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SAG-AFTRA agrees to contract extension with studios as negotiations continue

Fran Drescher, left, president of SAG-AFTRA, and Meredith Stiehm, president of Writers Guild of America West, pose together during a rally by striking writers outside Paramount Pictures studio, Monday, May 8, 2023, in Los Angeles.
AP Photo/Chris Pizzello
Fran Drescher, left, president of SAG-AFTRA, and Meredith Stiehm, president of Writers Guild of America West, pose together during a rally by striking writers outside Paramount Pictures studio, Monday, May 8, 2023, in Los Angeles.

Updated July 1, 2023 at 2:14 AM ET

Hollywood remains in suspense over whether actors will make a deal with the major studios and streamers or go on strike. The contract for their union, SAG-AFTRA and the Alliance of Motion Picture and Television Producers, was supposed to end at midnight on June 30. But negotiations will continue, with a new deadline set for July 12.

Both sides agreed to a media blackout, so there are only a few new details about where negotiations stand. They've been in talks for the past few weeks, and 98% of the union's members have already voted to authorize a strike if necessary.

A few days before the original deadline, more than a thousand actors, including Meryl Streep, Jennifer Lawrence and Pedro Pascal, signed a letter urging negotiators not to cave. That letter was also signed by the president of SAG- AFTRA, Fran Drescher, former star of the 1990's TV sitcom The Nanny.

On Good Morning America, shortly before the original deadline, Drescher was asked if negotiations were making progress in the contract talks. "You know, in some areas, we are; in some areas, we're not. So we just have to see," she said. "I mean, in earnest, it would be great if we can walk away with a deal that we want."

After announcing the contract extension, Drescher told members that no one should mistake it for weakness.

If the actors do go on strike, they'll join the Hollywood writers who walked off the job on May 2.

The Writers Guild of America says they've been ready to continue talking with the studios and streamers. But they probably will be waiting until the actor's contract gets resolved.

Meanwhile, many actors in Los Angeles, New York and other cities have already been picketing outside studios in solidarity with the writers.

The last time the Hollywood actors and writers were on strike at the same time was in 1960. Back then, there were just three broadcast networks. SAG had yet to merge with AFTRA. The Screen Actors Guild was led by a studio contract player named Ronald Reagan decades before he would become the country's president.

Those strikes were fights over getting residuals when movies got aired on television.

In the new streaming era, writers and actors are demanding more residuals when the streaming platforms re-play their TV shows and movies.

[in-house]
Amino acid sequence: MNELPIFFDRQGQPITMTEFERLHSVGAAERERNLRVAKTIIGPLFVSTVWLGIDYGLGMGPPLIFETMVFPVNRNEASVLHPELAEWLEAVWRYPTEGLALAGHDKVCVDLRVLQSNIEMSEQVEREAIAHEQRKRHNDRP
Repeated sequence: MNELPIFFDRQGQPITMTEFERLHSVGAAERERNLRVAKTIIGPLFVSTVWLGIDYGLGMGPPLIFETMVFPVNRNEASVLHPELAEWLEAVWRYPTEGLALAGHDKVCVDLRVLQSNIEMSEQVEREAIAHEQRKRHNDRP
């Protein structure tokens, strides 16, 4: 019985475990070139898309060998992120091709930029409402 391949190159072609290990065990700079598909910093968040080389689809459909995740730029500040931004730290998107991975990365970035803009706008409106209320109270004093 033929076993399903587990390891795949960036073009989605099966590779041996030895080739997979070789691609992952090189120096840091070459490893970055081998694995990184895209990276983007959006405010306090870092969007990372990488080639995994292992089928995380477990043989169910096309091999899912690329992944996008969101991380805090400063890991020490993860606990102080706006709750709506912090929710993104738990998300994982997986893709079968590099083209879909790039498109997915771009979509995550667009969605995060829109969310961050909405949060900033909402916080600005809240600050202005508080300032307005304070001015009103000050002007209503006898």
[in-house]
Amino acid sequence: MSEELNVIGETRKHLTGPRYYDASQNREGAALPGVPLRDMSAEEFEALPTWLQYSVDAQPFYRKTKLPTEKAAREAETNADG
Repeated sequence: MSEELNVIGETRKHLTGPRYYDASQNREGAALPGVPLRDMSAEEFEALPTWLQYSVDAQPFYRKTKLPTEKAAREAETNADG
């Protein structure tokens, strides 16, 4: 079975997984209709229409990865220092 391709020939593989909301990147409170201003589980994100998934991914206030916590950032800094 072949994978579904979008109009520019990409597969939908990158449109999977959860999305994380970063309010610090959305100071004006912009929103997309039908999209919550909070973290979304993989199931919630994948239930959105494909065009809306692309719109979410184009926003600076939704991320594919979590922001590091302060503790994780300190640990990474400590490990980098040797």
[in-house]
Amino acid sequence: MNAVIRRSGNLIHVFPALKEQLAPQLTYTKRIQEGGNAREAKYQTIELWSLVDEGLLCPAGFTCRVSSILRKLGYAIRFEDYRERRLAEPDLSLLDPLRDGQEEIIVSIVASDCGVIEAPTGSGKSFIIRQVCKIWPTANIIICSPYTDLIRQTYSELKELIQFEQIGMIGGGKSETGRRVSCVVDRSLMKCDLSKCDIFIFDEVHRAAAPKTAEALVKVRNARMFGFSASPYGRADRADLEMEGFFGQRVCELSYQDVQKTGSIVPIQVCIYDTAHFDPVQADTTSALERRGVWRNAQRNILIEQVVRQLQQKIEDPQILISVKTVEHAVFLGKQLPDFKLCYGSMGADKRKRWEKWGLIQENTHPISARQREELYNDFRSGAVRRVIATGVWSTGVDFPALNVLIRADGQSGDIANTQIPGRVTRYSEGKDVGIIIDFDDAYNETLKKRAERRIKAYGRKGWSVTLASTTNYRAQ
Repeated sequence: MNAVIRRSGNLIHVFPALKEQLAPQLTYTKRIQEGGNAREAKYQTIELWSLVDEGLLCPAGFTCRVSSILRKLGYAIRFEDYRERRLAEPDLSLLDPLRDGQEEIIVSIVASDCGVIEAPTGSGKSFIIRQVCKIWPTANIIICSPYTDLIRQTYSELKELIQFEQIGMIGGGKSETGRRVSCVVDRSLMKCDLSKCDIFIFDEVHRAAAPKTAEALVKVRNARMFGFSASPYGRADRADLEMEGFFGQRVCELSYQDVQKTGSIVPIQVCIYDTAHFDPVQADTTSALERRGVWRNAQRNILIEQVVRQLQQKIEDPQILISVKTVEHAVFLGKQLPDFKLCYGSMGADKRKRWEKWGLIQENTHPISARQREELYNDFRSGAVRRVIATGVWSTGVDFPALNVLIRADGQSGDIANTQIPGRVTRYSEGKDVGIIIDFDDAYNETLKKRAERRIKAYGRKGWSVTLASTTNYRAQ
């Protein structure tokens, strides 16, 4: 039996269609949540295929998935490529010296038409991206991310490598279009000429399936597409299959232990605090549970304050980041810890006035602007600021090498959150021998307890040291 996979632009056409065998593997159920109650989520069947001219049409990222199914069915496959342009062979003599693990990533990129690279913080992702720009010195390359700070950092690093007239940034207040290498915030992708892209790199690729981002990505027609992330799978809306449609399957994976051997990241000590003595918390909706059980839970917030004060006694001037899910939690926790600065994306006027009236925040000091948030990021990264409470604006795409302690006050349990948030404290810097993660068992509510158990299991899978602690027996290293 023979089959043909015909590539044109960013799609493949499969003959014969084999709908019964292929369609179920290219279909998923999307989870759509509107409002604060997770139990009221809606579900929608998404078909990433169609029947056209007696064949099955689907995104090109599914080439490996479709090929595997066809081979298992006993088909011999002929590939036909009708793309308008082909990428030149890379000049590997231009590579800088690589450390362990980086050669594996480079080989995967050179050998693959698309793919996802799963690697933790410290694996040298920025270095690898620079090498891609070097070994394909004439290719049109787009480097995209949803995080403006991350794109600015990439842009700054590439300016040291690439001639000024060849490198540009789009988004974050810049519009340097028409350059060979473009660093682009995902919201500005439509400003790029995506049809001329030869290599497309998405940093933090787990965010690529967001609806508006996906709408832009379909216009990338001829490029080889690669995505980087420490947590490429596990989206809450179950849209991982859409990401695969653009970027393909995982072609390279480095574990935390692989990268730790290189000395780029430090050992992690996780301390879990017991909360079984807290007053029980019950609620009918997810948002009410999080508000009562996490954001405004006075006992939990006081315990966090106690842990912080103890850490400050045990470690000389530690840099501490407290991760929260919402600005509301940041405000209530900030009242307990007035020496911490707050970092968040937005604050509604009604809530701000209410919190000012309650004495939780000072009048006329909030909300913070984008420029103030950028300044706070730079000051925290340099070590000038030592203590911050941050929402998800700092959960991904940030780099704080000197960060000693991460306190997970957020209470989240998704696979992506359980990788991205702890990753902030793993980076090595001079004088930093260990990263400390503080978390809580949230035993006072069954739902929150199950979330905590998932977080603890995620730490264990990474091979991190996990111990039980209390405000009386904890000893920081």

They also want regulations and protections from the use of artificial intelligence. Actors are concerned that their likeness will be used by AI, replacing their work.

Elizabeth Mihalek and Vincent Amaya are background actors and members of SAG-AFTRA. They picketed in solidarity with striking writers outside Netflix this week.
Mandalit del Barco / NPR News
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NPR News
Elizabeth Mihalek and Vincent Amaya are background actors and members of SAG-AFTRA. They picketed in solidarity with striking writers outside Netflix this week.

Vincent Amaya and Elizabeth Mihalek are unionized background actors who worry that studios and streamers are replicating their work with AI.

"What they started doing is putting us into a physical machine, scanning us, and then using that image into crowd scenes," says Amaya. "[Before], if a movie wanted to do crowd scenes, they would hire us for a good two, three weeks, maybe a month. However, if they're scanning us, that's one day."

Mihalek says actors are told, "You have to get scanned and we're going to use this forever and ever. You know, it's a perpetual use contract."

Losing work days means less pay and they may not qualify for the union's healthcare and pension benefits.

Copyright 2023 NPR. To see more, visit https://www.npr.org.

As an arts correspondent based at NPR West, Mandalit del Barco reports and produces stories about film, television, music, visual arts, dance and other topics. Over the years, she has also covered everything from street gangs to Hollywood, police and prisons, marijuana, immigration, race relations, natural disasters, Latino arts and urban street culture (including hip hop dance, music, and art). Every year, she covers the Oscars and the Grammy awards for NPR, as well as the Sundance Film Festival and other events. Her news reports, feature stories and photos, filed from Los Angeles and abroad, can be heard on All Things Considered, Morning Edition, Weekend Edition, Alt.latino, and npr.org.